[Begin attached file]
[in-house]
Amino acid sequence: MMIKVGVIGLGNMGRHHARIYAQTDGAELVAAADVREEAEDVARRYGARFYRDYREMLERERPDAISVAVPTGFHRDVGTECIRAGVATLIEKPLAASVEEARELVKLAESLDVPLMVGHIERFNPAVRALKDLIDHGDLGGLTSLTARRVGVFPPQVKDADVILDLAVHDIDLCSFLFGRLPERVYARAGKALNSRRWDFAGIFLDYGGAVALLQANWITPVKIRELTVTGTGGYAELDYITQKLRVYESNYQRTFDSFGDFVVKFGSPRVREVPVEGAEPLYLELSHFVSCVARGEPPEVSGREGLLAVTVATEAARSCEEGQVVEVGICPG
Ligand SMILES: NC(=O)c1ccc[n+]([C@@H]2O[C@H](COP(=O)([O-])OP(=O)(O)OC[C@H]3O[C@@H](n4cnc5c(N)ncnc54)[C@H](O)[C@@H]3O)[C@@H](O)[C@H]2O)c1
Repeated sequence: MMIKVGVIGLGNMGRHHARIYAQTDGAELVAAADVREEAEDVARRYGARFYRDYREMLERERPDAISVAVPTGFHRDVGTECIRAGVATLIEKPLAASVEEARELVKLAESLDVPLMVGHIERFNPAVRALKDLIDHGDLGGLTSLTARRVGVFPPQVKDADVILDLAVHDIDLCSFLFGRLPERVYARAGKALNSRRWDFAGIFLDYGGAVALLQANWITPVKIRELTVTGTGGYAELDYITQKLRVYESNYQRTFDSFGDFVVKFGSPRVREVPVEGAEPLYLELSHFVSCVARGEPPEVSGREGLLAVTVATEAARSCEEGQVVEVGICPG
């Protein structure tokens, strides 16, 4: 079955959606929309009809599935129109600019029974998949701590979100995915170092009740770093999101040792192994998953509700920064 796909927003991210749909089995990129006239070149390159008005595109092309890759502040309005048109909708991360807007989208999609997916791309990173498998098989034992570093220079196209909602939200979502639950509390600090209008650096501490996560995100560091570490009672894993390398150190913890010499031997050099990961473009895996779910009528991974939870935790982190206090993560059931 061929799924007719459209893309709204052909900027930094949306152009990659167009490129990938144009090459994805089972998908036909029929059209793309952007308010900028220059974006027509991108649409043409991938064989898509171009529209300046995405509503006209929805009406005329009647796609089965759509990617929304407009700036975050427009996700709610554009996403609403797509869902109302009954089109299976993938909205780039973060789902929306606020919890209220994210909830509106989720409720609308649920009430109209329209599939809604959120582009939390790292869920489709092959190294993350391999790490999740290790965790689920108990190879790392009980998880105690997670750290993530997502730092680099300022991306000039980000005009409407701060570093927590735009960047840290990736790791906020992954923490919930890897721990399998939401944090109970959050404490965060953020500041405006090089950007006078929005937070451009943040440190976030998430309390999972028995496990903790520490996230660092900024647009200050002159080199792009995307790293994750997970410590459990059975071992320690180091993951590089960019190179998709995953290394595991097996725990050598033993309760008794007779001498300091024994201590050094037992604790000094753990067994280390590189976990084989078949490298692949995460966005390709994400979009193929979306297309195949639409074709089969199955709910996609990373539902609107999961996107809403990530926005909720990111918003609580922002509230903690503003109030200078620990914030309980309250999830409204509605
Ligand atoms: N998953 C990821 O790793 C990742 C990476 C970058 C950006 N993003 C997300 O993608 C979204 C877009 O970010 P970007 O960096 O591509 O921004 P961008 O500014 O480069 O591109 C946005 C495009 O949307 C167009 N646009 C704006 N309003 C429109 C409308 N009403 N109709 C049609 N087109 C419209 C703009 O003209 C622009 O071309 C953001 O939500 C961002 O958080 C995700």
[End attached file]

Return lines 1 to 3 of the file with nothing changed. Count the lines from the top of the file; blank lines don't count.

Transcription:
[in-house]
Amino acid sequence: MMIKVGVIGLGNMGRHHARIYAQTDGAELVAAADVREEAEDVARRYGARFYRDYREMLERERPDAISVAVPTGFHRDVGTECIRAGVATLIEKPLAASVEEARELVKLAESLDVPLMVGHIERFNPAVRALKDLIDHGDLGGLTSLTARRVGVFPPQVKDADVILDLAVHDIDLCSFLFGRLPERVYARAGKALNSRRWDFAGIFLDYGGAVALLQANWITPVKIRELTVTGTGGYAELDYITQKLRVYESNYQRTFDSFGDFVVKFGSPRVREVPVEGAEPLYLELSHFVSCVARGEPPEVSGREGLLAVTVATEAARSCEEGQVVEVGICPG
Ligand SMILES: NC(=O)c1ccc[n+]([C@@H]2O[C@H](COP(=O)([O-])OP(=O)(O)OC[C@H]3O[C@@H](n4cnc5c(N)ncnc54)[C@H](O)[C@@H]3O)[C@@H](O)[C@H]2O)c1